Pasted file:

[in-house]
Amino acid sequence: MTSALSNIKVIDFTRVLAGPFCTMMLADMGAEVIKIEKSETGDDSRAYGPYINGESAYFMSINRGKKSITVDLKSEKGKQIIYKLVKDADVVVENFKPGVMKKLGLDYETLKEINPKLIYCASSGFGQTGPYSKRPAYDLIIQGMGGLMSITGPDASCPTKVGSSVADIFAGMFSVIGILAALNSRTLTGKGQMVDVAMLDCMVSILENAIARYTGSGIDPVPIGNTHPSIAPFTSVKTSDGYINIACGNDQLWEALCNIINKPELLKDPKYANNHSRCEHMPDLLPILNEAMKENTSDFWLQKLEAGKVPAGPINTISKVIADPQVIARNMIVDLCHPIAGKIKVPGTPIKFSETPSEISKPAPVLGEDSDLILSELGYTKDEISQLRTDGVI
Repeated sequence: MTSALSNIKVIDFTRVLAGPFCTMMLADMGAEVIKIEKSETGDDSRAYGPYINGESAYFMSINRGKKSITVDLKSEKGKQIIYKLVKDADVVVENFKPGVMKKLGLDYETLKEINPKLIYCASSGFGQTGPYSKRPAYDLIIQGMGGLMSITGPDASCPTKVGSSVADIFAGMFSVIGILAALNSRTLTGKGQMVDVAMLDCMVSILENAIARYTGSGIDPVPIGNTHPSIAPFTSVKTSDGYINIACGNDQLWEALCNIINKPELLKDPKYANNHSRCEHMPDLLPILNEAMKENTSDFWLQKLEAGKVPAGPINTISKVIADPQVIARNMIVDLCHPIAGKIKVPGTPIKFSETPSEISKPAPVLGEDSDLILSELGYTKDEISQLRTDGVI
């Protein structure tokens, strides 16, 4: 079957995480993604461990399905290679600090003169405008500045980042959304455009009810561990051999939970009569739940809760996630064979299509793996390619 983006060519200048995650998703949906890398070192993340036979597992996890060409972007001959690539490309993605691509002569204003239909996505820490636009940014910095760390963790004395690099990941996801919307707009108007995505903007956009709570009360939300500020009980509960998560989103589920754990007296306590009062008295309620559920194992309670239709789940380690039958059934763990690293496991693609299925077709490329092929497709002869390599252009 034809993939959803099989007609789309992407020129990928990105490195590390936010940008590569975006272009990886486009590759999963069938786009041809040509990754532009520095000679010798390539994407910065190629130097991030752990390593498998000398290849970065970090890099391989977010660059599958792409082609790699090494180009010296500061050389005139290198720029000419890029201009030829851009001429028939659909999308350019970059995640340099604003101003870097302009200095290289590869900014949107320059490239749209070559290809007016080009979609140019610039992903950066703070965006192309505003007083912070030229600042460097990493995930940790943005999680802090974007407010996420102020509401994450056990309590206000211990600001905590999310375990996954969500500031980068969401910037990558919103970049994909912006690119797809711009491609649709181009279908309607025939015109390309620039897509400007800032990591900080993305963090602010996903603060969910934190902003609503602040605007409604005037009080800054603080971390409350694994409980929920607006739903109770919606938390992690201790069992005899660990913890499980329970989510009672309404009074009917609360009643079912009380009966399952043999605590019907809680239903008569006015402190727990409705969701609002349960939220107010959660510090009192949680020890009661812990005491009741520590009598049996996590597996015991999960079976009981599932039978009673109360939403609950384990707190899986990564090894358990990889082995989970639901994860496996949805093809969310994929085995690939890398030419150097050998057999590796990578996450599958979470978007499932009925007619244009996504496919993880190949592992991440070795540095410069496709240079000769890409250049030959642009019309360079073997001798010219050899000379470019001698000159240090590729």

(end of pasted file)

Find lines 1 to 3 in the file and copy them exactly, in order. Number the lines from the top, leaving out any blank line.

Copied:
[in-house]
Amino acid sequence: MTSALSNIKVIDFTRVLAGPFCTMMLADMGAEVIKIEKSETGDDSRAYGPYINGESAYFMSINRGKKSITVDLKSEKGKQIIYKLVKDADVVVENFKPGVMKKLGLDYETLKEINPKLIYCASSGFGQTGPYSKRPAYDLIIQGMGGLMSITGPDASCPTKVGSSVADIFAGMFSVIGILAALNSRTLTGKGQMVDVAMLDCMVSILENAIARYTGSGIDPVPIGNTHPSIAPFTSVKTSDGYINIACGNDQLWEALCNIINKPELLKDPKYANNHSRCEHMPDLLPILNEAMKENTSDFWLQKLEAGKVPAGPINTISKVIADPQVIARNMIVDLCHPIAGKIKVPGTPIKFSETPSEISKPAPVLGEDSDLILSELGYTKDEISQLRTDGVI
Repeated sequence: MTSALSNIKVIDFTRVLAGPFCTMMLADMGAEVIKIEKSETGDDSRAYGPYINGESAYFMSINRGKKSITVDLKSEKGKQIIYKLVKDADVVVENFKPGVMKKLGLDYETLKEINPKLIYCASSGFGQTGPYSKRPAYDLIIQGMGGLMSITGPDASCPTKVGSSVADIFAGMFSVIGILAALNSRTLTGKGQMVDVAMLDCMVSILENAIARYTGSGIDPVPIGNTHPSIAPFTSVKTSDGYINIACGNDQLWEALCNIINKPELLKDPKYANNHSRCEHMPDLLPILNEAMKENTSDFWLQKLEAGKVPAGPINTISKVIADPQVIARNMIVDLCHPIAGKIKVPGTPIKFSETPSEISKPAPVLGEDSDLILSELGYTKDEISQLRTDGVI